In the process of becoming a caregiver, get professional help to strategize, budget and plan. For example, you might want to consolidate accounts; automate payments to reduce your paperwork, know when fixed-term investments are due and anticipate when they will be needed, and ensure powers of attorney (and valid alternates) are in place.
Know the options in your community for subsidized care, day programs, respite programs, retirement communities and reputable care agencies. Do your homework now so that you have the contacts, costs and wait times to hand when you need them
Realize there will be personal costs
I am aware that I’ve paid my own financial and personal price, and what it costs other women to care. I’ve given up full- and part-time jobs to help my daughter and mother. My colleagues were initially understanding, but in the end I ran out of sick and vacation days, I couldn’t work overtime and there was no way I was promotable because I couldn’t always be “on call.”
Learn to pace yourself
Wherever I am, I feel I should be somewhere else! I find it important to pace myself and find time for respite from the caregiving marathon. I’ve learned to ask for and build in “me time.”
Many caregivers regularly book their parents for respite stays at retirement communities or nursing homes. Some agencies offer move-in respite care. Family members can be recruited, possibly with some hired assistance. A respite period of two weeks is recommended — any shorter and the person doesn’t have time to settle in, or the caregiver to truly recover. Shorter scheduled respite arrangements can also be effective. Knowing you’re off-duty for the same day every week allows a caregiver to pursue their own personal life.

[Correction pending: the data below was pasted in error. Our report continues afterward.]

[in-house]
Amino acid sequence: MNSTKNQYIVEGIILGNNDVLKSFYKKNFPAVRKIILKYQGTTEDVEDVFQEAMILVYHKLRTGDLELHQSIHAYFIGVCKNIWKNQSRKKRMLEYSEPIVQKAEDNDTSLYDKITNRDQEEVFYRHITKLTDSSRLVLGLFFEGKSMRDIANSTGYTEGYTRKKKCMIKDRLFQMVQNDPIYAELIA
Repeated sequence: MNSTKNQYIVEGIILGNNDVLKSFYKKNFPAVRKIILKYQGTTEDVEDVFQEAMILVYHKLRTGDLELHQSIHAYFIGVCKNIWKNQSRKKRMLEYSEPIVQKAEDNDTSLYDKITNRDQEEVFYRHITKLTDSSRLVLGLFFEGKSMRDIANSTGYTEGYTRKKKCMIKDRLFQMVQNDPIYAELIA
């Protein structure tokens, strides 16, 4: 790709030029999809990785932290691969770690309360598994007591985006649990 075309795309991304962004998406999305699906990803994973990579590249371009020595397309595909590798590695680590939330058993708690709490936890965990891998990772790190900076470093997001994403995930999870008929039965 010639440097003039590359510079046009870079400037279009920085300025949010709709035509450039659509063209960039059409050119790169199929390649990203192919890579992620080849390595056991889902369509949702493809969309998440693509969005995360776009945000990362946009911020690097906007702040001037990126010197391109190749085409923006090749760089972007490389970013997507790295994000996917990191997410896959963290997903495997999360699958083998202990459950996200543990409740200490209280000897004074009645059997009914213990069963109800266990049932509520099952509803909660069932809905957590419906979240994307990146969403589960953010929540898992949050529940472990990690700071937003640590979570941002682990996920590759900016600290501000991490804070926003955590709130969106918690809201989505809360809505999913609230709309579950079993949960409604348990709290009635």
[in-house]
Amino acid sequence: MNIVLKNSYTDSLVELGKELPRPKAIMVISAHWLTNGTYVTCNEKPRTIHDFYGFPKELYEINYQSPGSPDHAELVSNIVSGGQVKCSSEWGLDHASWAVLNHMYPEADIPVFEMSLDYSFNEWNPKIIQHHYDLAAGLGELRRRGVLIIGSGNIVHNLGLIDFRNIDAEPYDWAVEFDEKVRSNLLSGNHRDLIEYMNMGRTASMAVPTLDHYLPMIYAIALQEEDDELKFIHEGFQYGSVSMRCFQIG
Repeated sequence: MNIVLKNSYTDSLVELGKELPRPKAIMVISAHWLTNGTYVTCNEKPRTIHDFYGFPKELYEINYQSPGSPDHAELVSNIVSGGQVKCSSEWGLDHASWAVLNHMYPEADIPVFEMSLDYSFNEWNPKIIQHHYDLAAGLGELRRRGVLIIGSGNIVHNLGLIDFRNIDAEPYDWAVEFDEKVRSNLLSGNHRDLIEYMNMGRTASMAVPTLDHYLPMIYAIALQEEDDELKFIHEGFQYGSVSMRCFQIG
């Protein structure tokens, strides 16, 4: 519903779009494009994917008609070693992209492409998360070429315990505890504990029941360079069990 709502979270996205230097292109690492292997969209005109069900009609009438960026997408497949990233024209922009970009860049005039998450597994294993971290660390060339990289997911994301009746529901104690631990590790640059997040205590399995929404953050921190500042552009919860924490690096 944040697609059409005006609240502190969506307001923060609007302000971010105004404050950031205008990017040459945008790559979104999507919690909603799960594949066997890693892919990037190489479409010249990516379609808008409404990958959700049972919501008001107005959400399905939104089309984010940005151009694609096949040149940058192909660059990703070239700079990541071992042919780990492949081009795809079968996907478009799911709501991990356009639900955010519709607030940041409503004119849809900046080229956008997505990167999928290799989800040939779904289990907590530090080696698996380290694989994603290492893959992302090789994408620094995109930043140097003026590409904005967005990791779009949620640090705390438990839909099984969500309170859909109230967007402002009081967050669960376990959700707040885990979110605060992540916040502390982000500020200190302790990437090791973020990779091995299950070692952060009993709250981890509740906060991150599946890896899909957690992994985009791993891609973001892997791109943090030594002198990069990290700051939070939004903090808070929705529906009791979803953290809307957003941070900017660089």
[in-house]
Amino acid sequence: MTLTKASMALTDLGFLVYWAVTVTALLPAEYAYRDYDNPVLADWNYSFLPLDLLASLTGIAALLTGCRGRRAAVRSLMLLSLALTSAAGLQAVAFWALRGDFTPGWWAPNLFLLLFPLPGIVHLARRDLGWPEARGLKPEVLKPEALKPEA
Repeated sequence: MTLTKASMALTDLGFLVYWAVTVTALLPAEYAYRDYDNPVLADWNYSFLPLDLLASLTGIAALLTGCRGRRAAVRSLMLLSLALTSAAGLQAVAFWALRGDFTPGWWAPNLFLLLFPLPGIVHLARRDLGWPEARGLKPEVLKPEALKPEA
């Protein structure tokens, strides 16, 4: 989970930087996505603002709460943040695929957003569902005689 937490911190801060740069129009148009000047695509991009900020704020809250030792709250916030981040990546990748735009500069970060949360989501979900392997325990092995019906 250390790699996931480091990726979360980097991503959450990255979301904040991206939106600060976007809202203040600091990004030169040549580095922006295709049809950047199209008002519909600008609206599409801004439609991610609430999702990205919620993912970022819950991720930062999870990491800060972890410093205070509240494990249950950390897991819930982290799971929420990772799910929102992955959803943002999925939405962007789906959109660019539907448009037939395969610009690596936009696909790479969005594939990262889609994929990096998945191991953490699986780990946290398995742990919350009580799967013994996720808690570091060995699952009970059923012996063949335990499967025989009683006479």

Caregiving is demanding. It’s a known fact that family caregivers experience stress and disruption of their own well-being and social activities, and are at risk for increased mortality, coronary heart disease and stroke. Caregiving takes time from supports such as colleagues, spouses, children, friends and hobbies, and caregivers often feel “invisible.” They might also experience depression and be more prone to illness themselves.
Help yourself by understanding that there are things you just have to let go. Whether your parent is at home with care or in a care community, you cannot control every aspect, all the time. You have to choose your battles and learn when to insist and when to let things go.
Respect the caregiving policies and procedures of a retirement home or homecare agency. You know your parent, but they know professional caregiving.
Last but not least—be patient
Try to position yourself positively within your loved one’s care community. No one likes to be yelled at or treated badly. Professional caregivers and managers—as well as your family members and friends who have decided to step up and help—are your partners. You’re a team, with everyone having valuable input and a role to play in keeping your relative or loved one safe, happy and healthy.
Pat Irwin, BA, AICB, CPCA, is President of ElderCareCanada.